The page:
Batman: Mystery of the Batwoman (B:MotB) feels like a long well done episode more than a movie. It would be unfair to compare it to the highly regarded Batman: Mask of the Phantasm. That was a very special film from a different era. This film does not delve into Bat’s psyche that way. Rather it focuses on, unsurprisingly, him figuring out the identity of the formidable and entertaining Batwoman.
Summing the plot in a sentence: When a mysterious female bat-themed vigilante starts wreaking havoc on Gotham’s gangland with a little too much abandon it is up to Batman to get to the bottom of who it is while along the way meeting a bevy of pretty women and even going on a few dates -as Bruce Wayne of course.
The animation quality was good. There were plenty of dark shadows and contrast. New locations in Gotham like a nightclub where Bruce Wayne and a certain female go on a date were interesting. Of course, the date is interrupted by heroes and villains duking it out. Bruce Wayne’s social life is …complicated.
The are enough pretty suspects in B:MotB to make both Catwoman and Batgirl jealous. In the case of the latter, it did! Barbara Gordon AKA Batgirl, definitely going through her crushing on Bruce Wayne phase, was smarty and conveniently kept away at college. Oh, it would have been fun to see the sparks fly between Batwoman and Batgirl though.
2003 is about 4 years after the last Batman: The Animated Series spin-off ended. It was good to hear the voice actors from that era reunited for this production. Including Bob Hastings as Commissioner Gordon, and of course Efrem Zimbalist Jr. delivering Alfred’s well written cracks with awesome dryness.
Hector Elizondo performed a new and menacing voice for Bane, who was treated well and quite powerfully. He got sufficient comeuppance for satisfaction, but the bosses who hired him, Thorne and the Penguin were never shown to have fully gotten theirs.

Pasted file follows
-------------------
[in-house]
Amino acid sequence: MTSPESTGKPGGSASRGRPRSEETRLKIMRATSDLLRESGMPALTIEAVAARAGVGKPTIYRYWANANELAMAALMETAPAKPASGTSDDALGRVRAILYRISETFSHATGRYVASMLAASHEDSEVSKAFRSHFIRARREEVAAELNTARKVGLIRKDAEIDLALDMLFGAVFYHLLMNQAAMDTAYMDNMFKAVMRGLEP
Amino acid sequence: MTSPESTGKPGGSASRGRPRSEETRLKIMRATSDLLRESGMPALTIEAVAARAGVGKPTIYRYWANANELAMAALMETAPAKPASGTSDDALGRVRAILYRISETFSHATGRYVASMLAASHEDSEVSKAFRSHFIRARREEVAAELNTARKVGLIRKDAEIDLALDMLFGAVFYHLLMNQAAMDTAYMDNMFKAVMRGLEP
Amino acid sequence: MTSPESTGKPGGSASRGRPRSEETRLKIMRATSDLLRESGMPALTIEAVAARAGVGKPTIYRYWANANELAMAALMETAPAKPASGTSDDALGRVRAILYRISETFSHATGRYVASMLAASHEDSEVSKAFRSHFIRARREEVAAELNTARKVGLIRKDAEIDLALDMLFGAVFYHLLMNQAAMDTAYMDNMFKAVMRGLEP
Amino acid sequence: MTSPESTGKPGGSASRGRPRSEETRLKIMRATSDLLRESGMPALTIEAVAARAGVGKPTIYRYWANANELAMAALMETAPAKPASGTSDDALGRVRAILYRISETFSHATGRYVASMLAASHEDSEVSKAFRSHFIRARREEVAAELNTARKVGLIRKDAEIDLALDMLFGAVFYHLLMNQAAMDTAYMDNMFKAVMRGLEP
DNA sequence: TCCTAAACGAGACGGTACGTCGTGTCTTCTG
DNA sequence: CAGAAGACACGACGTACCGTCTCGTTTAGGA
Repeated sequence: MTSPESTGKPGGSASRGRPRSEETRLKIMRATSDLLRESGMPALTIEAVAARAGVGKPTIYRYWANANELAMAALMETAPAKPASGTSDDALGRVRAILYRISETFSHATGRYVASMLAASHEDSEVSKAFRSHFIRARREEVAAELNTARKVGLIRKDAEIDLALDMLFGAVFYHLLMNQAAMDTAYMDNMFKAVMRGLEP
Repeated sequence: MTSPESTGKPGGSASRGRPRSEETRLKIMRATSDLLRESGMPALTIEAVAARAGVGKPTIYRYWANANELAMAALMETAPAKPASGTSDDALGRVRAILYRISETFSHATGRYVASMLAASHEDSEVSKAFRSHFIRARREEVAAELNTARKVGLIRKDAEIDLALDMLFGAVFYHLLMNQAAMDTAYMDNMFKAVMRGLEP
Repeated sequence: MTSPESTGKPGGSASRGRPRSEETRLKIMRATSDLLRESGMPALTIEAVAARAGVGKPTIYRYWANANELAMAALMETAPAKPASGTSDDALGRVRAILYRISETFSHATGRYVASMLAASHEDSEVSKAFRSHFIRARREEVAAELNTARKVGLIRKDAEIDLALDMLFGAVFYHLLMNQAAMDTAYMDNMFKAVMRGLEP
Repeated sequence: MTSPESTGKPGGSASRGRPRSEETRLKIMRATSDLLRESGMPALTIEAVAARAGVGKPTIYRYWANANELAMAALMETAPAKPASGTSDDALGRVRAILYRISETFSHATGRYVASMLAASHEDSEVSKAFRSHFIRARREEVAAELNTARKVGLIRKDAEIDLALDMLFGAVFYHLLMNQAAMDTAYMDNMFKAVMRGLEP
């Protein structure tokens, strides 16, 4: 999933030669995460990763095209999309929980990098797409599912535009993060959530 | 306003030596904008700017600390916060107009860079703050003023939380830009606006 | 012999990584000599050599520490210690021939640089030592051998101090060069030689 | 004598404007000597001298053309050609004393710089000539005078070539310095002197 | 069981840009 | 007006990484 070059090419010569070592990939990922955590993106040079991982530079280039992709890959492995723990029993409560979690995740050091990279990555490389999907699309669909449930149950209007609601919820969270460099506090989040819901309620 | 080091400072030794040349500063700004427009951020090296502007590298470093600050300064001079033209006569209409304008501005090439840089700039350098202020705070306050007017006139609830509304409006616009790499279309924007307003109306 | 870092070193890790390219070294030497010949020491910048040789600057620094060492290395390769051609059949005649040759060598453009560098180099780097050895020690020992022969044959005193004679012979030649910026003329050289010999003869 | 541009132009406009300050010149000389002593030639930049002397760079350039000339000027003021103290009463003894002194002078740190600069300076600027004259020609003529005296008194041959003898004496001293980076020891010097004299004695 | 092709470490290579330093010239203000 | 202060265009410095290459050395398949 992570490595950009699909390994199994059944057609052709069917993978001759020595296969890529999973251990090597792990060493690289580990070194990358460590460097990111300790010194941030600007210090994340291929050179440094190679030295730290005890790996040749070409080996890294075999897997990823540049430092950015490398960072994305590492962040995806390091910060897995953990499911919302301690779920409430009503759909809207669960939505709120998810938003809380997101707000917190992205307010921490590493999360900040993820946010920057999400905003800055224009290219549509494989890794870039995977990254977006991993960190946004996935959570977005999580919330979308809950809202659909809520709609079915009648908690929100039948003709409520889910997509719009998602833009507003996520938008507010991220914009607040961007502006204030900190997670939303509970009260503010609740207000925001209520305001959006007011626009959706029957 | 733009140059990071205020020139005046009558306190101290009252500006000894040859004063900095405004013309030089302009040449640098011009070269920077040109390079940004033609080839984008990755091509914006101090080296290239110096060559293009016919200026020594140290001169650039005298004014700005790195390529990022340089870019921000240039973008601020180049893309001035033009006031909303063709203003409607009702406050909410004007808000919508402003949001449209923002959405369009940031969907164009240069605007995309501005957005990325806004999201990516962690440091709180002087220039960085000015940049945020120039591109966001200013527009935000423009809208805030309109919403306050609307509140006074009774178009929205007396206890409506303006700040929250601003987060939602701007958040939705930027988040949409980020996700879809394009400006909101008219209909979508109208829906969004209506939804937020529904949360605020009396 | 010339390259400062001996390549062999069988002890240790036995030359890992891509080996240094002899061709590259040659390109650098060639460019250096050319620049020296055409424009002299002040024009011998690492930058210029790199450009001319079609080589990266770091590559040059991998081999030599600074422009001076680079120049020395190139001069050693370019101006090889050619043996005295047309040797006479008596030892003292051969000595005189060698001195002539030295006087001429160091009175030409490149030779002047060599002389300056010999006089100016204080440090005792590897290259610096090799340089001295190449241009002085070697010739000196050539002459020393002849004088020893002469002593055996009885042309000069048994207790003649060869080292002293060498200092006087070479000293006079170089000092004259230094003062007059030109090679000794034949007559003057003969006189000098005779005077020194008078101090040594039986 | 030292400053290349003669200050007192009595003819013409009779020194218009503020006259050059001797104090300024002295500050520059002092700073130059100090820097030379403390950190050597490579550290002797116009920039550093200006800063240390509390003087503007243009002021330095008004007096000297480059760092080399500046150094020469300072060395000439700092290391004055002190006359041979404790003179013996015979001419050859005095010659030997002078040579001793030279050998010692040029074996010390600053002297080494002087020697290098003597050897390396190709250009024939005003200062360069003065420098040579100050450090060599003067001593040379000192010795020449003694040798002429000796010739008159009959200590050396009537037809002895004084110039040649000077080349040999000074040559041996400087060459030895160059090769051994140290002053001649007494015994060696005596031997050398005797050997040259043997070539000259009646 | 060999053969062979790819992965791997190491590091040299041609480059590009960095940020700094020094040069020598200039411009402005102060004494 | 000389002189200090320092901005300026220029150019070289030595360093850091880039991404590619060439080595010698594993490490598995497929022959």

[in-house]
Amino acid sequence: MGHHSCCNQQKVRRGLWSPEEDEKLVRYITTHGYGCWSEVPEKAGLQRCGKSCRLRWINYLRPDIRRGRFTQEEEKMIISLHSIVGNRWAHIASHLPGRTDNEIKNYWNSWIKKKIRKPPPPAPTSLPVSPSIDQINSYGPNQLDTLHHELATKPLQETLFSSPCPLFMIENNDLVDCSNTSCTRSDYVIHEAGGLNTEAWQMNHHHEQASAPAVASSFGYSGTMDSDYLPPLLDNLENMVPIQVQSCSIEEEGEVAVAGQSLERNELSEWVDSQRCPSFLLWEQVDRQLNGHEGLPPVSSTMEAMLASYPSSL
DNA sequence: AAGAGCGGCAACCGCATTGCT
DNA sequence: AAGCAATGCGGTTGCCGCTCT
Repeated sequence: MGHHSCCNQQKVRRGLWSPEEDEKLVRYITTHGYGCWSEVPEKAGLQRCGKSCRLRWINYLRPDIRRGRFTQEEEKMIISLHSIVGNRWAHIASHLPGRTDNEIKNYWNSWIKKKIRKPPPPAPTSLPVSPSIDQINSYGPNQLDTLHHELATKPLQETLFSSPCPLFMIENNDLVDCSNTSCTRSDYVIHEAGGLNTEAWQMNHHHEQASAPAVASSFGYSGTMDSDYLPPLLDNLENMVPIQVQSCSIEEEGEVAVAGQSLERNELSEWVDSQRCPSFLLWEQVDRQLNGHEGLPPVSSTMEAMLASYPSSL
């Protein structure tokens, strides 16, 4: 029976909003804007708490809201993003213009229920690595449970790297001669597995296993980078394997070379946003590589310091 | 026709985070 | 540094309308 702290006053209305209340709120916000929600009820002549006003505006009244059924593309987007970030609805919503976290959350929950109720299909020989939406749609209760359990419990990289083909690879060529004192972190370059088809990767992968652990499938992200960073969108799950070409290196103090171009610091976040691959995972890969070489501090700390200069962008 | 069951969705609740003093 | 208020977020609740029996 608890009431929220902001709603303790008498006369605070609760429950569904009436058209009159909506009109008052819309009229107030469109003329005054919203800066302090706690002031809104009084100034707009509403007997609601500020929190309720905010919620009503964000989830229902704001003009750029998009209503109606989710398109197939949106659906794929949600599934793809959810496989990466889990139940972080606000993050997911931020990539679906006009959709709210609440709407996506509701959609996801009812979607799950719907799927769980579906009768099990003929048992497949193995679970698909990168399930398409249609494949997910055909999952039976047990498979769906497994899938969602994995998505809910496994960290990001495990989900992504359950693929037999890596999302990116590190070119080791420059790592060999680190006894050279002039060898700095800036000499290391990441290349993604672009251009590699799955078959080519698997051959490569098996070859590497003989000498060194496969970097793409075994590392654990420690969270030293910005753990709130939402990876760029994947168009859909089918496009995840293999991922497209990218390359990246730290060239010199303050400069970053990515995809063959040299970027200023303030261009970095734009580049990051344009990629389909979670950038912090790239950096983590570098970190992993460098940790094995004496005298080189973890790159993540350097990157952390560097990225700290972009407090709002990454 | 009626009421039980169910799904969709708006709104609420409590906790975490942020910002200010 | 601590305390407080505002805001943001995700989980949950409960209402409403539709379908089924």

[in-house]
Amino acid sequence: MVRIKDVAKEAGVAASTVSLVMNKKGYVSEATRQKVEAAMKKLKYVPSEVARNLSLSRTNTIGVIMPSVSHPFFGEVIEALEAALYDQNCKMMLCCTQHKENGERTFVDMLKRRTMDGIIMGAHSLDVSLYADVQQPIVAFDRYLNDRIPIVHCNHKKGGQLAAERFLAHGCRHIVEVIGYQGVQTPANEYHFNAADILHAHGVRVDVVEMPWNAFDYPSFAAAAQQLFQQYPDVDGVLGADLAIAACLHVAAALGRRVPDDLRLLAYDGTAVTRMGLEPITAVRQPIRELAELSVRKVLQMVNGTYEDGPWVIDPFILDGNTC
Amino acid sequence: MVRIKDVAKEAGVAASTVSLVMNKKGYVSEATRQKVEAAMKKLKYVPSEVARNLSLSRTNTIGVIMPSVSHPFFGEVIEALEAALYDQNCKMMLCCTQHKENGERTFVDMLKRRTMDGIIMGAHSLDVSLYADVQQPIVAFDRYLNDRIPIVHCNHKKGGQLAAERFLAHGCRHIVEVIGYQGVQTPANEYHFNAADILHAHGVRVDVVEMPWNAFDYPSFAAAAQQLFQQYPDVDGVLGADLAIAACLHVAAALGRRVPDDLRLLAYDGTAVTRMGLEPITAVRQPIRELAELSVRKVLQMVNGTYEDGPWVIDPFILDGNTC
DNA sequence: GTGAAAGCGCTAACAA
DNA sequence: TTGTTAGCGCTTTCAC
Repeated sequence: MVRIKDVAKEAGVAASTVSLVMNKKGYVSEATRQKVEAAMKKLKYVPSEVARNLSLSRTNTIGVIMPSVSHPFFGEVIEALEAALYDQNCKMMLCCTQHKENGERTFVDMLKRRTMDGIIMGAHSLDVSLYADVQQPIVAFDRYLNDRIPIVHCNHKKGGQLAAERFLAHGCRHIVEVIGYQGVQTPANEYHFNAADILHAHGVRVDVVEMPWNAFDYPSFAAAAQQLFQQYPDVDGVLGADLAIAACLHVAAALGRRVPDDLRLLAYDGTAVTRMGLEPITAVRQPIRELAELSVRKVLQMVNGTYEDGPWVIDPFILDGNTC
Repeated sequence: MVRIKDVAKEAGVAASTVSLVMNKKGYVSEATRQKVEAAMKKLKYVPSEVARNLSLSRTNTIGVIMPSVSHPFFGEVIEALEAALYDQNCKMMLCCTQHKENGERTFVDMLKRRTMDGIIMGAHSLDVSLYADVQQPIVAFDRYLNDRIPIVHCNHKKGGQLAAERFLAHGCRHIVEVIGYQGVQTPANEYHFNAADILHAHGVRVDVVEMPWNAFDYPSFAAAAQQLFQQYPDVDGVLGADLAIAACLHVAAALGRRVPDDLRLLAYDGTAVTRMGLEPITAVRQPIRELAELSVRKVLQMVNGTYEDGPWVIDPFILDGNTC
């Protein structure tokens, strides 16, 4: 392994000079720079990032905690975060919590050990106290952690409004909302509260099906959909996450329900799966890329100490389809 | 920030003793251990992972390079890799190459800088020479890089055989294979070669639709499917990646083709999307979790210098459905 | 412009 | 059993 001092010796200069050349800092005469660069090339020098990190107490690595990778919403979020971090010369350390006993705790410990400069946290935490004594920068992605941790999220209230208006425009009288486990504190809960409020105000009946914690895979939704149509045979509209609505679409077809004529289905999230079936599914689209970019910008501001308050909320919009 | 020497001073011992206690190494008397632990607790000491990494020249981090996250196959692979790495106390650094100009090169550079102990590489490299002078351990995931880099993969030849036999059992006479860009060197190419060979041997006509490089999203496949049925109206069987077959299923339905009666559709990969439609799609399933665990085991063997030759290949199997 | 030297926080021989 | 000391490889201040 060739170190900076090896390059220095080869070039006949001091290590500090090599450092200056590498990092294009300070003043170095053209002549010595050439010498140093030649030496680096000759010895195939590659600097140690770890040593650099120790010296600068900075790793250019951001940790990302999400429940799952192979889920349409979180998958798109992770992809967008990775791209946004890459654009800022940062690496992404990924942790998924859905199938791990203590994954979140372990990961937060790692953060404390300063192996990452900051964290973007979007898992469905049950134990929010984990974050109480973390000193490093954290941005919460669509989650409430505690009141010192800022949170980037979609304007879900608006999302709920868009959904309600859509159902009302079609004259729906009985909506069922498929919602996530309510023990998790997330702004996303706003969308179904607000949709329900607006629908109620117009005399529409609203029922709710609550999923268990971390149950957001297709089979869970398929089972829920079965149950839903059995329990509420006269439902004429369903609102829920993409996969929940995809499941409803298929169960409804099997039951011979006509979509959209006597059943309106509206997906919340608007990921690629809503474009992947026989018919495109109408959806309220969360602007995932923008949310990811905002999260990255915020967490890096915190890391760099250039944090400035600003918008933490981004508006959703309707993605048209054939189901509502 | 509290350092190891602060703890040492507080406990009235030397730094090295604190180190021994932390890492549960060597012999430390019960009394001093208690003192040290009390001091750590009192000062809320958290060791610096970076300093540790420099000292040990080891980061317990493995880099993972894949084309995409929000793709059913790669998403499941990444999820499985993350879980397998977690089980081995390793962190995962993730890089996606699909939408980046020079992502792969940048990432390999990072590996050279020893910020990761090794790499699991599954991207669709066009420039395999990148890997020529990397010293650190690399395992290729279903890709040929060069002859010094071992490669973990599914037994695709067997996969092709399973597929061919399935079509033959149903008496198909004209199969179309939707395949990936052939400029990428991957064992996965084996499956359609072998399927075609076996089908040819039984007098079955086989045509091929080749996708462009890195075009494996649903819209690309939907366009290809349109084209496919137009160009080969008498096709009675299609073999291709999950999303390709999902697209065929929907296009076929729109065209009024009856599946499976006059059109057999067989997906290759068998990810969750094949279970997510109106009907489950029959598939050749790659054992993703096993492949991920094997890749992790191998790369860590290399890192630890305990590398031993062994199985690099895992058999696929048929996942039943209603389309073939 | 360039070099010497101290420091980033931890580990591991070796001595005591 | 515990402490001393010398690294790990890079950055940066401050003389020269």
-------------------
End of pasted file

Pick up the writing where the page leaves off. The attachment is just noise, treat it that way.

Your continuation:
While the story was not a big one, it was decent and filled with some witty moments. Like when a henchman that Bats had previously given a black eye finds the detective snooping around in a room. They stare at each other for a moment. Batman gives him the narrow eyes. Then the henchman quietly closes the door and walks away like he never saw a thing. Heh.
The admirable art direction’s efforts to make the production stylish was not missed. 2003 being in the middle of the Justice League era, Batman was long-eared and in an even more monochromatic outfit than usual. The Batwoman and all the female characters were drawn well. The attractiveness came from the well drawn female form rather than any overt sexiness. Although, they were all in amazingly remarkable shape…
B:MotB is really more detective story than super hero film. Oh there are plenty of fight scenes, but it is mostly Batman or the Batwoman (and occasionally both) beating up henchman. It is not a movie about heavy hitters. Bane only comes in as muscle in the end. So the lack of focus on a real villain is a drawback.
On the plus side the secret of the Batwoman was held back for most of the feature. Most viewers will be kept guessing, and the plot provided enough half leads and mis-leads to keep it interesting.
B:MotB does not add anything permanent nor give us any new insights into the Batman universe. However, if you like Batman and the pleasingly stylized female form (kicking butt), this is a good choice for your hour and fourteen minutes.